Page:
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Movie News: Box-Office Best Case; Ridley Scott Goes Gaga; Roger Ebert on John Prine

Movie News: Box-Office Best Case; Ridley Scott Goes Gaga; Roger Ebert on John Prine

2020 Movies Tenet Movie News John Prine Roger Ebert

Movie News

In today’s movie news: The best case for box office this year is pretty bad; Cannes won’t go online; and a Ridley Scott-Lady Gaga film about Maurizio Gucci proves Hollywood is still doing deals. Also, we look back on an early Roger Ebert review of John Prine (RIP).

Box Office Best-Case Scenario: The Hollywood Reporter says that if theaters re-open by mid-July, North American box office revenue might hit $7 billion for the year, according to London-based research firm Gower Street Analytics. That would be the lowest box-office total in two decades. Christopher Nolan’s Tenet, pictured, has stuck to its July 17 release date while countless other films this year have moved, and Disney’s Mulan has moved to a July 24 release date.

No Cannes Do: Cannes Film Festival director Thierry Fremaux tells Variety that Cannes won’t go virtual, as several other festivals have done. “Films by Wes Anderson or Paul Verhoeven on a computer? Discovering Top Gun 2 or (Pixar’s) Soul elsewhere than in (a) theater? These films have been postponed to be shown on a big screen; why would we want to show them before, on a digital device?” he said. Cannes has been pushed back from May to late June or July.

Gucci and Gaga: Deals may be happening over Zoom, but they’re still happening. The Hollywood Reporter says MGM has acquired Ridley Scott’s Gucci, about the murder of fashion icon Maurizio Gucci, and that Lady Gaga is in negotiations to star as Patrizia Reggiani, Gucci’s ex-wife, who was convicted of orchestrating his killing after he had an affair. Also: Is it just us, or has Zoom become the Google to Skype’s Yahoo? We’re still sticking with Skype, for now.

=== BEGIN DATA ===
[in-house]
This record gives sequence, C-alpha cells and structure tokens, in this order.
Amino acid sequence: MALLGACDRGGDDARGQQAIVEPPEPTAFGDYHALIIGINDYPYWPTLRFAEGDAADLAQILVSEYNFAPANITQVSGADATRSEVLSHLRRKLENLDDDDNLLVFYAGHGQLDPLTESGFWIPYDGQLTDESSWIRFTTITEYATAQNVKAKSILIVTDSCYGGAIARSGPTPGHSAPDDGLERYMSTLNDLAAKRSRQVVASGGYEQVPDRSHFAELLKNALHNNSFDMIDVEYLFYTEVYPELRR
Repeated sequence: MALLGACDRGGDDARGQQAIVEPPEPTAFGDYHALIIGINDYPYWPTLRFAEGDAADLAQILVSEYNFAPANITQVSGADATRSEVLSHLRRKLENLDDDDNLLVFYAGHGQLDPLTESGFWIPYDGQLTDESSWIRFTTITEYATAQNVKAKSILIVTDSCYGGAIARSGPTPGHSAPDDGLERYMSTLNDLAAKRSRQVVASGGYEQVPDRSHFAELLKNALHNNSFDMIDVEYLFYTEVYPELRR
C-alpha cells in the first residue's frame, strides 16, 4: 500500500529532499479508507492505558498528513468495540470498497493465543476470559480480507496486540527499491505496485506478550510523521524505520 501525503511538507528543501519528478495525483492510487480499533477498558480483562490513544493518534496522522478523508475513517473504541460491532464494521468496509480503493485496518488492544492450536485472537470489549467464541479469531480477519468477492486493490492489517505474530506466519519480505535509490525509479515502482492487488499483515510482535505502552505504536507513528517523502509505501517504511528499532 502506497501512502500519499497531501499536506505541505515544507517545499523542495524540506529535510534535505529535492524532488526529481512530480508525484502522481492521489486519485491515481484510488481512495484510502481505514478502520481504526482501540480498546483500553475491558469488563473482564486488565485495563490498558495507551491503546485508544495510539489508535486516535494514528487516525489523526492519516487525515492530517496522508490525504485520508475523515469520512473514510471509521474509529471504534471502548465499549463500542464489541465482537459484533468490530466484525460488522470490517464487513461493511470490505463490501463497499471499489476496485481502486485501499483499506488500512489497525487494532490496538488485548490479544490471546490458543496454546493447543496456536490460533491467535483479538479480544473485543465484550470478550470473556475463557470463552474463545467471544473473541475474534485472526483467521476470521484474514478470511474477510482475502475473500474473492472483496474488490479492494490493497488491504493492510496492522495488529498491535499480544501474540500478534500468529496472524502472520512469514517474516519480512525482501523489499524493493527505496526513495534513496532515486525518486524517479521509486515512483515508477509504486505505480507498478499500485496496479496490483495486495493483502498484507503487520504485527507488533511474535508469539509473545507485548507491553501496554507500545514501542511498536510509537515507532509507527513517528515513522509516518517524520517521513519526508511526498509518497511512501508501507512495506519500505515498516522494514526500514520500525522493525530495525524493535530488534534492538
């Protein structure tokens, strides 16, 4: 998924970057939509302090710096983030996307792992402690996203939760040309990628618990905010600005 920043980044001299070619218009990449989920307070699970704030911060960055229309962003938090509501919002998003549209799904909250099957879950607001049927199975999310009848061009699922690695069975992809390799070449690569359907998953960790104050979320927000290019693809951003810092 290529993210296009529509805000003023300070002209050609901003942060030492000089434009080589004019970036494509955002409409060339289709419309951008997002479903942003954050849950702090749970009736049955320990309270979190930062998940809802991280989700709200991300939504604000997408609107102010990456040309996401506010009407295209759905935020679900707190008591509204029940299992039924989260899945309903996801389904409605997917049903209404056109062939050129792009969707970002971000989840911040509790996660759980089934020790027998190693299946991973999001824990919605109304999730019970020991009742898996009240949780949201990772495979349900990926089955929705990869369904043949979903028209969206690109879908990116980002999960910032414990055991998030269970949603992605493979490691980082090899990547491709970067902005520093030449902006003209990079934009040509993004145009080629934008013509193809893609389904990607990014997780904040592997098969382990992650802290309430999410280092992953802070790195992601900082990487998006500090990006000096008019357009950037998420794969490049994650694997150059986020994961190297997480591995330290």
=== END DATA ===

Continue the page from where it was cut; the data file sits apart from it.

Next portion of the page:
RIP John Prine: The plainspoken singer-songwriter whose deceptively simple songs held deep reserves of empathy, died at 73 from complications of COVID-19. His song “Angel From Montgomery” appeared in the films RushCourage Under Fire and Into the Wild. As it happens, Roger Ebert wrote Prine’s first review, which was headlined “Singing Mailman Who Delivers a Powerful Message in a Few Words.” Here it is.

Gamers Are Used to This: One of the main creative forces behind the Assassin’s Creed video game series says gamers may be better than the rest of us at quarantine, because they spend so much time to begin with. Alexandre Amancio told MovieMaker that gamers now have “more time to spend in a world they already like visiting in, with the people they already know.” Here’s our full interview with him about world-building, which should be of interest to anyone who has ever dreamed of writing a simple story… and expanding it into a Star Wars or Game of Thrones-style universe. You can also listen to the podcast version on Apple, on Spotify, or right here:

 

Tiger King‘s Kingdom: The Netflix series held 34 million viewers in captivity its first 10 days, according to Nielsen, Variety exclusively reports.

RIP Allen Garfield: The veteran of The Conversation, The CandidateThe Stunt Man and Nashville died of COVID-19 complications at age 80, Deadline reports. He also appeared in Bananas,  The Cotton Club, Beverly Hills Cop II and Until the End of the World, among many other films.

Need a Boost?: If you’re an independent filmmaker, film festival organizer, or theater manager doing something that raises all boats in these difficult times, we’d love to highlight your work. Feel free to email me at Tim.Molloy@MovieMaker.com.

This Might Amuse You: We at MovieMaker watched the 1968 Thomas Crown Affair over the weekend, then read this THR review of the film. Good lord, now this is a review, by a critic, John Mahoney, whose technical expertise should stun many of the Tomatometer®-approved critics of today.

And now, another link to a the day’s of yesteryear, specifically: yesterday’s movie news.

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2 Comments

2 Comments

  1. Avatar

    TP

    April 9, 2020 at 3:20 pm

    That review of “The Thomas Crown Affair” was verbose, with way too many fancy words! I also read Mahoney’s review of “Bullitt,” which was more down-to-earth. It seemed as though Mahoney was emulating the intended style of the films he was reviewing.

    • Avatar

      Tim Molloy

      April 10, 2020 at 6:53 am

      I hear you, TP. I always agree that everything is too verbose. I think I was willing to let that go because I was so impressed with his observation about “matching” during the sauna scene. Now I’m going to go read the Bullitt one, too.

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